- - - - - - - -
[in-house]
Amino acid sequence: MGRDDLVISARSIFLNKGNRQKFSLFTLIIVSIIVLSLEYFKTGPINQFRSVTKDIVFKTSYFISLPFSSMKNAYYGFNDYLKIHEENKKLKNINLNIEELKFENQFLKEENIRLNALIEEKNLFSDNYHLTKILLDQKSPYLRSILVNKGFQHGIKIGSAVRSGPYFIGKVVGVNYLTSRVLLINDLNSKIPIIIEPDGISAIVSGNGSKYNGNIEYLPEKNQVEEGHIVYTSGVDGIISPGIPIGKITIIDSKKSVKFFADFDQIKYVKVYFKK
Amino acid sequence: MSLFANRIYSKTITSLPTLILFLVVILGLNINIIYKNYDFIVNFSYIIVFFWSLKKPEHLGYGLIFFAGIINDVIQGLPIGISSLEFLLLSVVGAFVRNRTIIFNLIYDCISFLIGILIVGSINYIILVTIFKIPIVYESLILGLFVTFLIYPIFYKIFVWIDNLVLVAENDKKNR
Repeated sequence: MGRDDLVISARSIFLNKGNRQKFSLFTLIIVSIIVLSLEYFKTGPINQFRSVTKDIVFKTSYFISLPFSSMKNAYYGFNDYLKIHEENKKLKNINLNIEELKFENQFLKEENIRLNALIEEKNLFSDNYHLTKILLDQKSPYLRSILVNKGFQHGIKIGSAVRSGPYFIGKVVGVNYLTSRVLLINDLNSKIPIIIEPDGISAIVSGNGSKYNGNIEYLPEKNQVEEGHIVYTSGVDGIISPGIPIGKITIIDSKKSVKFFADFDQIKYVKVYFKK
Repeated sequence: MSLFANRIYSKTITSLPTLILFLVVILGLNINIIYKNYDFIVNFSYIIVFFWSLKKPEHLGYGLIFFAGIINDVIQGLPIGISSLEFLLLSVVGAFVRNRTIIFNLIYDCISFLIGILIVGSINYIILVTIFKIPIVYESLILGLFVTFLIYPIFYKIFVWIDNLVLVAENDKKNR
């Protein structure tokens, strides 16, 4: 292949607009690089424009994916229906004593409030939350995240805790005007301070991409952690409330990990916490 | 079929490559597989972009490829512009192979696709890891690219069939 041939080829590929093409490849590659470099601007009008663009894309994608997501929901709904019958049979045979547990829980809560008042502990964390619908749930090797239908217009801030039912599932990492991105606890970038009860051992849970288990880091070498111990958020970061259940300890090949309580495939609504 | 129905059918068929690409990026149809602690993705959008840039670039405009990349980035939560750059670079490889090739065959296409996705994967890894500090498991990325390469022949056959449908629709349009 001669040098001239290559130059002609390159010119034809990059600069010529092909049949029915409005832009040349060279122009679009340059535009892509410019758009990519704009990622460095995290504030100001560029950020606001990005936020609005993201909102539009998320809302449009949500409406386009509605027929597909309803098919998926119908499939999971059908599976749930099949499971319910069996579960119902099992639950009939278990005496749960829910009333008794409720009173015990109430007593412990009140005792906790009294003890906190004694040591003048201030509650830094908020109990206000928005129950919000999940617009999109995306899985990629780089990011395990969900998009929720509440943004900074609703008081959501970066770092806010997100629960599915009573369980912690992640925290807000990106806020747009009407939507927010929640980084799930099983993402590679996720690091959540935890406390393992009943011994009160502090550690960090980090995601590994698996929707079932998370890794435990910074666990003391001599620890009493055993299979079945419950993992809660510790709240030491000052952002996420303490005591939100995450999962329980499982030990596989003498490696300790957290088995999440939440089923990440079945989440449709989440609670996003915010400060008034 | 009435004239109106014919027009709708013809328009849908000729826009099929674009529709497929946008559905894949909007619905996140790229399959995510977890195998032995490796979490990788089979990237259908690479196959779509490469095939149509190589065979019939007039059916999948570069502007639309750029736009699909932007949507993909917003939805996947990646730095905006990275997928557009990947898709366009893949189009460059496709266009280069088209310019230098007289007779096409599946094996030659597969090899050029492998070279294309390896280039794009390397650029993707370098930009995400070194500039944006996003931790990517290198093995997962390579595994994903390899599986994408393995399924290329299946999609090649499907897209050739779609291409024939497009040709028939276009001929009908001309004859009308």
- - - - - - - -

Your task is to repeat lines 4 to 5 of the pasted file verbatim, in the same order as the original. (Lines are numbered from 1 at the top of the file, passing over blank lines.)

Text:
Repeated sequence: MGRDDLVISARSIFLNKGNRQKFSLFTLIIVSIIVLSLEYFKTGPINQFRSVTKDIVFKTSYFISLPFSSMKNAYYGFNDYLKIHEENKKLKNINLNIEELKFENQFLKEENIRLNALIEEKNLFSDNYHLTKILLDQKSPYLRSILVNKGFQHGIKIGSAVRSGPYFIGKVVGVNYLTSRVLLINDLNSKIPIIIEPDGISAIVSGNGSKYNGNIEYLPEKNQVEEGHIVYTSGVDGIISPGIPIGKITIIDSKKSVKFFADFDQIKYVKVYFKK
Repeated sequence: MSLFANRIYSKTITSLPTLILFLVVILGLNINIIYKNYDFIVNFSYIIVFFWSLKKPEHLGYGLIFFAGIINDVIQGLPIGISSLEFLLLSVVGAFVRNRTIIFNLIYDCISFLIGILIVGSINYIILVTIFKIPIVYESLILGLFVTFLIYPIFYKIFVWIDNLVLVAENDKKNR